USA Today recently reported on some of our successes—chronicling the breakthroughs in VA’s four “emerging consciousness” centers in Tampa, Minneapolis, Richmond, and Palo Alto.
Through innovative care, a tripling of their professional staffs over the past 6 years [from 78 to 255], increased resourcing, and engaging families as co-providers in treating their loved ones, VA facilities have brought nearly 70 percent of these comatose patients back to consciousness. This is a rate that far exceeds the national norm, according to the highly respected Kessler Institute for Rehabilitation in New Jersey. This is your VA, and we don’t accept hopelessness—not among the injured, not among the ill, and not among the homeless.
There is much more to be done in 2011. We will focus on the three critical concerns of significant importance to Veterans:
Let me touch on each of these key priorities and how they are impacted in the President’s budget:
Access: First, VA must do better at reaching out to all Veterans to ensure they are aware of our programs and their entitlements based on service-connection and need.
Access includes applying telehealth technologies to extend VA’s reach into the nation’s most remote rural areas, and even into Veterans homes, where life-saving monitoring is ongoing today for roughly 40,000 chronically ill Veterans. In 2010, we have invested $121 million in telehealth technologies. In 2011, those investments will grow to $163 million.
Veterans health care: In 2011, VA is projected to treat 6.1 million patients—equivalent to the populations of Los Angeles and Chicago combined. Those 6.1 million Veterans, including 439,000 Veterans of Iraq and Afghanistan, will make 83 million outpatient visits and be treated as inpatients 937,000 times. To address these large numbers, VA has programmed the following resources to care for our Veterans:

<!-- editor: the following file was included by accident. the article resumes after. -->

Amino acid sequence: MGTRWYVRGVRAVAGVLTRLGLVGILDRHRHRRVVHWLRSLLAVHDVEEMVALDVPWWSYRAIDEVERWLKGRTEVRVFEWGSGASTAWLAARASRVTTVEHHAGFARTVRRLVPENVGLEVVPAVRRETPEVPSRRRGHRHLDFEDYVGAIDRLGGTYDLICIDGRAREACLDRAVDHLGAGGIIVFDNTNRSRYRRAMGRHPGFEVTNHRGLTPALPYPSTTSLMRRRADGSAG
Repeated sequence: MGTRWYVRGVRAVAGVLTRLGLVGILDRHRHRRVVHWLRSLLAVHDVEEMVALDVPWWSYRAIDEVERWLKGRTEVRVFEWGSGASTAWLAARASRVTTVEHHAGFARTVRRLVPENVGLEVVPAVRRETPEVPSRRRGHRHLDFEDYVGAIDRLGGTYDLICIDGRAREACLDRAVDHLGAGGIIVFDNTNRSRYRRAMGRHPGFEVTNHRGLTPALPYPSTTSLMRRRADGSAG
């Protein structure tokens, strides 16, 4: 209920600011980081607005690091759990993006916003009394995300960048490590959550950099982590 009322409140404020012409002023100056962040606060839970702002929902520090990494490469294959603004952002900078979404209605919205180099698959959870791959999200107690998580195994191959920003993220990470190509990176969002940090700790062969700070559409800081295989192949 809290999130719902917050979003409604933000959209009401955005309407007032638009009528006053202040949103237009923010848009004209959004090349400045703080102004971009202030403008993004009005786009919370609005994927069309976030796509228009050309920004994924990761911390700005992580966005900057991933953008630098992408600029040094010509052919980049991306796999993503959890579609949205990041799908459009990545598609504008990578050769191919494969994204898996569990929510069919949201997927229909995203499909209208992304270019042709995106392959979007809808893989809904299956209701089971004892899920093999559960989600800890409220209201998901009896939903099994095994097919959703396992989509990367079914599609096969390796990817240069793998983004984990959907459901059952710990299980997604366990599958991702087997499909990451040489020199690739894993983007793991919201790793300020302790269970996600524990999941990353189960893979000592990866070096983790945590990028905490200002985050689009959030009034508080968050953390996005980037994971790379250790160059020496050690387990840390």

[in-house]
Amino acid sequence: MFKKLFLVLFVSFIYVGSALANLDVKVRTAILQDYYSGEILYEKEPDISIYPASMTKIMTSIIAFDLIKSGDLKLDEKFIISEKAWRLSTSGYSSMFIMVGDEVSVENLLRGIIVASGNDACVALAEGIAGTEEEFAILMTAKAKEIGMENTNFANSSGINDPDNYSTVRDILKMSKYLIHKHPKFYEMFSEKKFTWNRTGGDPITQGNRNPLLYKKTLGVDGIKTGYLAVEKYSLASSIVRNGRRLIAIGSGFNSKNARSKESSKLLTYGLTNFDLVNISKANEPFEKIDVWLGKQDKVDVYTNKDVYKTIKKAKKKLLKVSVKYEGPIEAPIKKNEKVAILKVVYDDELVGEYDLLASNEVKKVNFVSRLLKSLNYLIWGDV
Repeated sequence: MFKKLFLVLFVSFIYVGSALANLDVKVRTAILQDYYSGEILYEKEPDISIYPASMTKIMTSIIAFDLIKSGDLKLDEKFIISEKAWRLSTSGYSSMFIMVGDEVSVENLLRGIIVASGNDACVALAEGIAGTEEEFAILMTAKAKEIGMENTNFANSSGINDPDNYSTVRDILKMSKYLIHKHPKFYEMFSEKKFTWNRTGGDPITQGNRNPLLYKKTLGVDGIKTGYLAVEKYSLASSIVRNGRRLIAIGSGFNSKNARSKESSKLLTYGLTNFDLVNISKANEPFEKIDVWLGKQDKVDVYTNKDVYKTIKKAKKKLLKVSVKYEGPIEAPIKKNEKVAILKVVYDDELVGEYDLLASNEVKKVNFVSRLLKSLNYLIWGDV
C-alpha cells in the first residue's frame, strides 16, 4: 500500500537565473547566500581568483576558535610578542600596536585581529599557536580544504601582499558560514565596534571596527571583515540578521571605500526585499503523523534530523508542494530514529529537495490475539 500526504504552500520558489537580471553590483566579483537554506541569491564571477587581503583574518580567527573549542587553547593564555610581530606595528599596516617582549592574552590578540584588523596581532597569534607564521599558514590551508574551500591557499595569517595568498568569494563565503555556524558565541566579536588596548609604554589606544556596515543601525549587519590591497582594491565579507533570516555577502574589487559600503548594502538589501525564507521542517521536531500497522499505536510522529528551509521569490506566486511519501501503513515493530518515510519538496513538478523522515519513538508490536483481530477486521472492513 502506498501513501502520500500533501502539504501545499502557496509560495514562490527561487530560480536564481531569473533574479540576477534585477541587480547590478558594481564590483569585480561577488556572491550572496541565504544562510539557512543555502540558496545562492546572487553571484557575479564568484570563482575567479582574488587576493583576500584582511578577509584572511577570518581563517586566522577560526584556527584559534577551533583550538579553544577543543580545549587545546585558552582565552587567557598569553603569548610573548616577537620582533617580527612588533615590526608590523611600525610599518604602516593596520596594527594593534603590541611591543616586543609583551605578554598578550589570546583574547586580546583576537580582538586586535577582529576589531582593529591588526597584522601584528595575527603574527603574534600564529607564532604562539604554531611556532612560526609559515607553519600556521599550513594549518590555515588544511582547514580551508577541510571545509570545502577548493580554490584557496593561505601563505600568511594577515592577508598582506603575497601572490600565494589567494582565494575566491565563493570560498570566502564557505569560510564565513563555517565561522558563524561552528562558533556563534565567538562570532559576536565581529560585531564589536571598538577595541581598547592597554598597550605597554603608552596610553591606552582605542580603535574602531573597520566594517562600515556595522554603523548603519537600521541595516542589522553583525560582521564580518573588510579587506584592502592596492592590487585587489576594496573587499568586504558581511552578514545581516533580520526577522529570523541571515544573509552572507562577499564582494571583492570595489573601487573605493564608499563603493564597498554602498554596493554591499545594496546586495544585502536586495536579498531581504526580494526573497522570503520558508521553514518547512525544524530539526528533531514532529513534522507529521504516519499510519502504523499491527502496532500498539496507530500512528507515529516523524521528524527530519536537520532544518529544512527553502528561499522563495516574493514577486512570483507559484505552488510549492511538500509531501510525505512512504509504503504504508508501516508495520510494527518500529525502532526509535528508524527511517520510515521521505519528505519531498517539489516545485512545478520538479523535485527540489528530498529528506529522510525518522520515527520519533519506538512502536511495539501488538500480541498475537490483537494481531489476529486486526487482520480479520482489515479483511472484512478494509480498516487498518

Benefits: In 2009, we received—for the first time ever—over one million new claims. Disability claims have increased 75 percent from 2000 [578,773] to 2009 [1,013,712]. As a result, we now average over 97,000 new disability claims each month.
We’ve launched an aggressive campaign to attack the claims backlog problem on multiple fronts, and we have set an ambitious objective: no claim over 125 days in processing and a 98-percent accuracy rate—not just faster, but also better and more accurate decisions.
In the last 18 months, VBA expanded its workforce by over 3,500 people, began accepting on-line applications for initial disability benefits, initiated an innovation competition, launched over 30 pilot programs and initiatives to identify best practices, and invested over $138 million in a paperless Veterans benefits management system that will be deployed in fiscal year 2012.